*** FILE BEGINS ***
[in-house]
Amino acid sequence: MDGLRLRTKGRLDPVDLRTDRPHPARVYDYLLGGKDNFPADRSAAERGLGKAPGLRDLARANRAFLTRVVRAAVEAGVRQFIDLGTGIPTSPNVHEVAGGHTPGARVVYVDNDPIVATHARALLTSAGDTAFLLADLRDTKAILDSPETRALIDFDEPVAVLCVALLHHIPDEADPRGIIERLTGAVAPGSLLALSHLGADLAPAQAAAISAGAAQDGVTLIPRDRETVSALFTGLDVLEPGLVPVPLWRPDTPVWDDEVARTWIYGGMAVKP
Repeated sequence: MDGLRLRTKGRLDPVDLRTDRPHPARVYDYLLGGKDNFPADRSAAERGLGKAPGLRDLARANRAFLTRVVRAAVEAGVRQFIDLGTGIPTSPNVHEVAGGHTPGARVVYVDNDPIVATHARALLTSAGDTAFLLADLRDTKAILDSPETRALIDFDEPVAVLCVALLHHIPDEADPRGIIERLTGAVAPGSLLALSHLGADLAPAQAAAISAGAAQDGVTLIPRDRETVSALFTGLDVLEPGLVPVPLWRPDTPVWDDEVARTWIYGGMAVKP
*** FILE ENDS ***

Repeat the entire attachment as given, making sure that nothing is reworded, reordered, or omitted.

[in-house]
Amino acid sequence: MDGLRLRTKGRLDPVDLRTDRPHPARVYDYLLGGKDNFPADRSAAERGLGKAPGLRDLARANRAFLTRVVRAAVEAGVRQFIDLGTGIPTSPNVHEVAGGHTPGARVVYVDNDPIVATHARALLTSAGDTAFLLADLRDTKAILDSPETRALIDFDEPVAVLCVALLHHIPDEADPRGIIERLTGAVAPGSLLALSHLGADLAPAQAAAISAGAAQDGVTLIPRDRETVSALFTGLDVLEPGLVPVPLWRPDTPVWDDEVARTWIYGGMAVKP
Repeated sequence: MDGLRLRTKGRLDPVDLRTDRPHPARVYDYLLGGKDNFPADRSAAERGLGKAPGLRDLARANRAFLTRVVRAAVEAGVRQFIDLGTGIPTSPNVHEVAGGHTPGARVVYVDNDPIVATHARALLTSAGDTAFLLADLRDTKAILDSPETRALIDFDEPVAVLCVALLHHIPDEADPRGIIERLTGAVAPGSLLALSHLGADLAPAQAAAISAGAAQDGVTLIPRDRETVSALFTGLDVLEPGLVPVPLWRPDTPVWDDEVARTWIYGGMAVKP